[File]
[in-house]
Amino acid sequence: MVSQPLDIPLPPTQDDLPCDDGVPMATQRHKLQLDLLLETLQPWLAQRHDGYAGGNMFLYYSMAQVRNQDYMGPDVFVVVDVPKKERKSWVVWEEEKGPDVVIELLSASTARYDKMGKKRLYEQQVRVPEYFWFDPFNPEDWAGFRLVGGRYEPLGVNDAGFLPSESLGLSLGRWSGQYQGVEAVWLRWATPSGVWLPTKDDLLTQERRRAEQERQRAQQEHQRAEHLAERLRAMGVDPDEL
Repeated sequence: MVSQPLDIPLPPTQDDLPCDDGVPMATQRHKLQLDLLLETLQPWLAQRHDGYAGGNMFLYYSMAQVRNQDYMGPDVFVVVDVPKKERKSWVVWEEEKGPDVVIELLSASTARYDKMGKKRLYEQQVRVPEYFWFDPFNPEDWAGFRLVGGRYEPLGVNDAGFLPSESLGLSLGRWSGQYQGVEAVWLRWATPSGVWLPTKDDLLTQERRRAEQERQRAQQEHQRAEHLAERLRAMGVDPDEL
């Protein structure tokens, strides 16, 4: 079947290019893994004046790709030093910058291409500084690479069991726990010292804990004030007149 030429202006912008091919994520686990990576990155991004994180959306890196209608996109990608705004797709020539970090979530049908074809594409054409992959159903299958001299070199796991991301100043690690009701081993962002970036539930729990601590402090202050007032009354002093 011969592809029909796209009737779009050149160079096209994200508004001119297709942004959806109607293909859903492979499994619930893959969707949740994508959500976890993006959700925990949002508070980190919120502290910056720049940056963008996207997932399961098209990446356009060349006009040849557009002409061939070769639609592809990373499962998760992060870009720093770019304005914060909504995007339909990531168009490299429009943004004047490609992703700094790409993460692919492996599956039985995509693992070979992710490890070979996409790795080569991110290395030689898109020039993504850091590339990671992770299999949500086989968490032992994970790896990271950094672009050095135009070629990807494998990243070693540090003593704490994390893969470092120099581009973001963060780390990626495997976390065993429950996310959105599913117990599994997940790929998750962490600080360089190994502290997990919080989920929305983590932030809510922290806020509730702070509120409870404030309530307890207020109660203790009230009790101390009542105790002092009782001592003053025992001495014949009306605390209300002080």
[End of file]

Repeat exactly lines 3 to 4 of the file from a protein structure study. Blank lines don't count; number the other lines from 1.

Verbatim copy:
Repeated sequence: MVSQPLDIPLPPTQDDLPCDDGVPMATQRHKLQLDLLLETLQPWLAQRHDGYAGGNMFLYYSMAQVRNQDYMGPDVFVVVDVPKKERKSWVVWEEEKGPDVVIELLSASTARYDKMGKKRLYEQQVRVPEYFWFDPFNPEDWAGFRLVGGRYEPLGVNDAGFLPSESLGLSLGRWSGQYQGVEAVWLRWATPSGVWLPTKDDLLTQERRRAEQERQRAQQEHQRAEHLAERLRAMGVDPDEL
């Protein structure tokens, strides 16, 4: 079947290019893994004046790709030093910058291409500084690479069991726990010292804990004030007149 030429202006912008091919994520686990990576990155991004994180959306890196209608996109990608705004797709020539970090979530049908074809594409054409992959159903299958001299070199796991991301100043690690009701081993962002970036539930729990601590402090202050007032009354002093 011969592809029909796209009737779009050149160079096209994200508004001119297709942004959806109607293909859903492979499994619930893959969707949740994508959500976890993006959700925990949002508070980190919120502290910056720049940056963008996207997932399961098209990446356009060349006009040849557009002409061939070769639609592809990373499962998760992060870009720093770019304005914060909504995007339909990531168009490299429009943004004047490609992703700094790409993460692919492996599956039985995509693992070979992710490890070979996409790795080569991110290395030689898109020039993504850091590339990671992770299999949500086989968490032992994970790896990271950094672009050095135009070629990807494998990243070693540090003593704490994390893969470092120099581009973001963060780390990626495997976390065993429950996310959105599913117990599994997940790929998750962490600080360089190994502290997990919080989920929305983590932030809510922290806020509730702070509120409870404030309530307890207020109660203790009230009790101390009542105790002092009782001592003053025992001495014949009306605390209300002080």